Mr William Stewart: In view of the unsatisfactory nature of the reply, I beg to give notice that I shall raise this matter on the Adjournment.
Mr William Stewart: 53. asked the Minister of Transport what has been the average number of vehicles carried per day and per week by the Firth of Forth ferries at Queensferry since the new ser- vice began; and what was the latest ascertained total of vehicles crossing the Forth by the Stirling road bridge?
Mr William Stewart: May we take it that there are no figures for this service for later than three years ago?
Mr William Stewart: 40. asked the Secretary of State for Scotland whether he is aware that the producers of certified and Grade A milk in Scotland have requested an opportunity of being heard by the Departments of Agriculture and Health for Scotland on certain matters affecting their position; and whether he will arrange that such an opportunity should be given at the earliest possible date?
Mr William Stewart: But the hon. Member must talk about the things that they will have to do under this Bill. That is what we are discussing.
Mr William Stewart: I am not saying that the hon. Member has been imagining it, but I ask him to look at what is in the Bill. When these tasks, if you like to call them so, are extended it is provided that they are not to be extended to those persons who are too old or too weak or who have not the aptitude for them—precisely the sort of people mentioned by him. I hope I can understand the meaning of a Clause...
Mr William Stewart: With great deference, I do not think the hon. Gentleman mentioned either ploughing or harrowing or reaping. Hon. Members speak as though anybody could be turned into an agricultural worker at short notice. I would point out that this is highly skilled work, and I cannot imagine that it has ever been suggested by the Government that specialised work of that kind should be done by these people....
Mr William Stewart: The hon. Member does not give me the credit of distinguishing between training centres and the arrangement by which local authorities are to require work to be done in return for payments. I was referring to the latter.
Mr William Stewart: Most of us, of course, have read that speech. I welcomed the statement of the Foreign Secretary today. It was a highly important statement, which we hope and believe may have profound effects and results for good upon the general situation throughout the world. I rise for a few moments only to pick up one particular aspect of international affairs. I noticed that throughout the Foreign...
Mr William Stewart: All of us agree with that, but we also agree that by so much as we keep out of these agreements each of these agreements is weakened. The question I want to address myself to is, why do we keep out of these regional agreements? Partly because of the reluctance of our fellow-countrymen to engage in other hostilities. I put that point of view during the last Debate of this kind. Without...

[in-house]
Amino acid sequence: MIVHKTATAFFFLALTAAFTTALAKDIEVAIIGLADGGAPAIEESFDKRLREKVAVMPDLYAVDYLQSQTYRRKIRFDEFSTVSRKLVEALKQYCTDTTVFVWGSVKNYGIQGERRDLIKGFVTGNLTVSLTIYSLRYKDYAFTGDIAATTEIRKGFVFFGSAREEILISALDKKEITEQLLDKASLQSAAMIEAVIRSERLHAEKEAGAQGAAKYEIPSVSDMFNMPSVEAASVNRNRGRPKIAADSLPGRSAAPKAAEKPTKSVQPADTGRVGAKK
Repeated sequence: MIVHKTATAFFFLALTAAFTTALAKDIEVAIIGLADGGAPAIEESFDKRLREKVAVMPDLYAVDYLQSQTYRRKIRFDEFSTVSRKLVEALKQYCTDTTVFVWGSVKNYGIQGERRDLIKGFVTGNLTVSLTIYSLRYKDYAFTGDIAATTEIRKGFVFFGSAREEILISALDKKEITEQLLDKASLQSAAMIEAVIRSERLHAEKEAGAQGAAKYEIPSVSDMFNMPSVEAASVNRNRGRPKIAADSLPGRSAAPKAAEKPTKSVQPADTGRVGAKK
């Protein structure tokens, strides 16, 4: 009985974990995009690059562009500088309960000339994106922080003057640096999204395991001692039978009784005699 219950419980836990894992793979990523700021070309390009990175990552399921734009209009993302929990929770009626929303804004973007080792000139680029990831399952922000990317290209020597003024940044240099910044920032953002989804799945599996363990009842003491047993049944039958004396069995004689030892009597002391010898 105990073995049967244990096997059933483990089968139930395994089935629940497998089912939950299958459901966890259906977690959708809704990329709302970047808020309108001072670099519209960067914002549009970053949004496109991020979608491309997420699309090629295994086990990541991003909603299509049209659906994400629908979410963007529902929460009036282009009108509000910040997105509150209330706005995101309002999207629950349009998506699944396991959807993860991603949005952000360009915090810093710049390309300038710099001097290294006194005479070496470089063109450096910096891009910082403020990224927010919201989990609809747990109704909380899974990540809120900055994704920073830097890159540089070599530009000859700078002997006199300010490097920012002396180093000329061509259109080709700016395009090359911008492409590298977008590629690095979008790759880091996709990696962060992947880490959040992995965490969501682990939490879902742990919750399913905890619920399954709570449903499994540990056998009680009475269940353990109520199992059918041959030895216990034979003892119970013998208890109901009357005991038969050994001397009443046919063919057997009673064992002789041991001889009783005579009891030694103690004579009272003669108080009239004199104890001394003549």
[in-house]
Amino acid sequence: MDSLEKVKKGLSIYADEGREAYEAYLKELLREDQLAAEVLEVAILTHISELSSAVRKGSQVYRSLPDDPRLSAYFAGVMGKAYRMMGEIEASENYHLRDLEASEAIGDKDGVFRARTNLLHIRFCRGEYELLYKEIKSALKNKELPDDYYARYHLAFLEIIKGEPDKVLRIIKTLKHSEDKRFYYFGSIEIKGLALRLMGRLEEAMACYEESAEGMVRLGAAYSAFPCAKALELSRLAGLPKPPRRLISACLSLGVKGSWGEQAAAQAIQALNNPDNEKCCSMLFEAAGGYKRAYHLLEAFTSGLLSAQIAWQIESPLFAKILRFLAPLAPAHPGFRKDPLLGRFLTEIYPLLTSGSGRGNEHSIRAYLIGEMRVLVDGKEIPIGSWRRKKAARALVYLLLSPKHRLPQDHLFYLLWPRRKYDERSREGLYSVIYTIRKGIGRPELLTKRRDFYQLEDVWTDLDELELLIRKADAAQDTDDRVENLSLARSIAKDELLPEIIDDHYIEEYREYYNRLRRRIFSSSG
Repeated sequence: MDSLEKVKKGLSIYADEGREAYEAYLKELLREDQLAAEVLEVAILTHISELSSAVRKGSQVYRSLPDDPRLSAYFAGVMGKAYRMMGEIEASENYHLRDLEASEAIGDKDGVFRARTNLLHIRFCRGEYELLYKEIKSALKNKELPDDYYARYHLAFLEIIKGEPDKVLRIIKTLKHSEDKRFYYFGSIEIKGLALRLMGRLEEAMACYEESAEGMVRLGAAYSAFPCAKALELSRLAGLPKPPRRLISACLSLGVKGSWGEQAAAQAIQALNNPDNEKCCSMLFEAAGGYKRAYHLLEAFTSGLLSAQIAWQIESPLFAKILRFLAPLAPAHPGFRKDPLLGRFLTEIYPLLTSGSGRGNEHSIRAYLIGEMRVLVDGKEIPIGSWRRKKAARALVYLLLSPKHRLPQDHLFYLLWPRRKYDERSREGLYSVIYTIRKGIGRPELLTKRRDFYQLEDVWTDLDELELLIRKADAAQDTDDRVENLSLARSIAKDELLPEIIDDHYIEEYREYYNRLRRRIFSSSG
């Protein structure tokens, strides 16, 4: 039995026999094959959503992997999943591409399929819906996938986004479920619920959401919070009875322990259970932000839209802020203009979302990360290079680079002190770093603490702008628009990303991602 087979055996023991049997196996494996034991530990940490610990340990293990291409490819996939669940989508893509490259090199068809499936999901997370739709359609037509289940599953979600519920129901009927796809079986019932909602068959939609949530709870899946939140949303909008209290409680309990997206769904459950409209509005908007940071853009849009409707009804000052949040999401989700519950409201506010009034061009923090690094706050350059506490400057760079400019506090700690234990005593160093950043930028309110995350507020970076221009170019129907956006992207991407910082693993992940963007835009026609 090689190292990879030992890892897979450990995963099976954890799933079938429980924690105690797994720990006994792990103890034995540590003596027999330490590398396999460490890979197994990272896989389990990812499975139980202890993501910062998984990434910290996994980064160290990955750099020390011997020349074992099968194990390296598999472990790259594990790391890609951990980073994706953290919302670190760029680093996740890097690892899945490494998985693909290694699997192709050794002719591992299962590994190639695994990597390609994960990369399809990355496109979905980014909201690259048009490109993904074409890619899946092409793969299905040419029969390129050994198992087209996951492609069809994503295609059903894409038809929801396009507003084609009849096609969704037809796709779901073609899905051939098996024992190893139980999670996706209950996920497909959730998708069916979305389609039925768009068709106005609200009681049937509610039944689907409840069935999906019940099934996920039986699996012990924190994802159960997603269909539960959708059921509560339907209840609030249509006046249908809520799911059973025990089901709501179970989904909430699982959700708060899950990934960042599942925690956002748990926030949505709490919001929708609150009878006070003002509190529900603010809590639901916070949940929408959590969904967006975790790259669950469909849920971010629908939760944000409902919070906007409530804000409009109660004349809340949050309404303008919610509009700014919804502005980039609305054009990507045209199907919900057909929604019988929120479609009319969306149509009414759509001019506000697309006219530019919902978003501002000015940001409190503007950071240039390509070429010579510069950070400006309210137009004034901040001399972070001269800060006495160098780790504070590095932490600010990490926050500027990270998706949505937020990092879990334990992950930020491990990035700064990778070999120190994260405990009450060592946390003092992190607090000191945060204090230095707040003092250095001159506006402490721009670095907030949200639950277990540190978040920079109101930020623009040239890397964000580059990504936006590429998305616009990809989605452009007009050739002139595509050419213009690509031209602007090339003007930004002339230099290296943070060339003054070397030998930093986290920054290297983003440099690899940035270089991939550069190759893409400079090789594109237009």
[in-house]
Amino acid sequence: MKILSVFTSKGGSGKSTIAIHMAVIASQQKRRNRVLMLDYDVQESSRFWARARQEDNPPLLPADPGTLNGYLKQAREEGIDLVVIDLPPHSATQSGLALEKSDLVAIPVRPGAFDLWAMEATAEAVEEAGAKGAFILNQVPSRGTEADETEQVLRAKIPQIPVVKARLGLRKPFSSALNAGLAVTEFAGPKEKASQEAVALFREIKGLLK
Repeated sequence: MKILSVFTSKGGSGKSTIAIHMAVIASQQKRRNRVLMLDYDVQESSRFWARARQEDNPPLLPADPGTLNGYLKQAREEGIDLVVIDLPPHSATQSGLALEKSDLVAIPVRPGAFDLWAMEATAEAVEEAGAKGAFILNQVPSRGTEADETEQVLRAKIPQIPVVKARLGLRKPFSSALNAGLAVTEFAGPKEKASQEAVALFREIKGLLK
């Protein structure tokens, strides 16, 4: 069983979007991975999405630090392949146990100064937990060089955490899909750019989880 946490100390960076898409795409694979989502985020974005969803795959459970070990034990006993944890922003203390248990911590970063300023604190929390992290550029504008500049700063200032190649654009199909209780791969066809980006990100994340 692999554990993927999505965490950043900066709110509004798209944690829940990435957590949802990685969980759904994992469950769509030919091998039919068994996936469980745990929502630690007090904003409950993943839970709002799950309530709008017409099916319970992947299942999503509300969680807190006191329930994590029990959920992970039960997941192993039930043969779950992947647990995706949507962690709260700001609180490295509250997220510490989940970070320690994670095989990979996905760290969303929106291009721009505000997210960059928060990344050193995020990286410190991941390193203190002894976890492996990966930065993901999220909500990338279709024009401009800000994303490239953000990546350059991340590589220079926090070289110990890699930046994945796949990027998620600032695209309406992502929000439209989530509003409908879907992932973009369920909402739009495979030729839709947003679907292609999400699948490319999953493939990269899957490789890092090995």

Mr William Stewart: Is the right hon. Gentleman aware that the official to whom he refers in one particular town acts upon decision of the Umpire and upon that decision has disallowed benefit in this particular case, although in fact no lodgers have been taken by the woman?
Mr William Stewart: 40. asked the Postmaster-General whether he is reconsidering the scale of wages paid to lower grade postal workers; what possibilities exist for increasing the pay of postmen and when he expects to be in a position to announce the results of his further negotiations on the matter with the Postal Workers' Union?
Mr William Stewart: Do we understand that these discussions will include postmen and lower-paid postal workers?
Mr William Stewart: I understand that, but what I am offering is a lesson for the future. We have assumed that, having approved the scheme, we can hand it over, and that is the end of it. Parliament will be bound in the future to take more direct interest in the management of these boards which are going to control these schemes, as well as to make a much closer examination of the implications and possible...
Mr William Stewart: The Noble Lord has said precisely what I said. At the present moment the price is perfectly satisfactory.
Mr William Stewart: I answered that question. I said they were justified on the ground of emergency.
Mr William Stewart: To complete the borings.
Mr William Stewart: 41. asked the Secretary of State for Scotland whether he has considered the recommendation of the Fishery Board for Scotland relating to the experimental delineation of the Firth of Forth for the more harmonious and efficient prosecution of herring fishing by drift and ring-net boats during the winter season; and what action he proposes to take in the matter?
Mr William Stewart: Before the right hon. Gentleman takes a decision, and a decision contrary to the recommendations of the Fishery Board, will he meet a deputation representing the united interests of the drift-net fishermen of the Firth of Forth and elsewhere?
Mr William Stewart: 39. asked the Secretary of State for Scotland whether the committee, of inquiry has yet furnished its report on the bracken question in Scotland?